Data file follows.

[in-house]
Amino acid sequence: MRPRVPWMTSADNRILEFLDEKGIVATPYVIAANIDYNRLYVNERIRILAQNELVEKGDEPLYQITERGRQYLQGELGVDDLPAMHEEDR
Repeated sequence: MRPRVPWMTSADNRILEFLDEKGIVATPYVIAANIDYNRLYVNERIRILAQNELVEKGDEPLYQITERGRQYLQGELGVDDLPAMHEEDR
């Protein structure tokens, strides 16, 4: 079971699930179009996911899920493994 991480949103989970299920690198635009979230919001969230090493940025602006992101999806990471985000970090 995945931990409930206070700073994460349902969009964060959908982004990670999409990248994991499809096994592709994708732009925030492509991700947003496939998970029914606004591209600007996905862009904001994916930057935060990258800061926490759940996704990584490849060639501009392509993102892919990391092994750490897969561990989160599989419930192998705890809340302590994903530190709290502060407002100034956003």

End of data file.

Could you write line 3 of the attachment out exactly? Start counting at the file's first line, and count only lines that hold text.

Repeated sequence: MRPRVPWMTSADNRILEFLDEKGIVATPYVIAANIDYNRLYVNERIRILAQNELVEKGDEPLYQITERGRQYLQGELGVDDLPAMHEEDR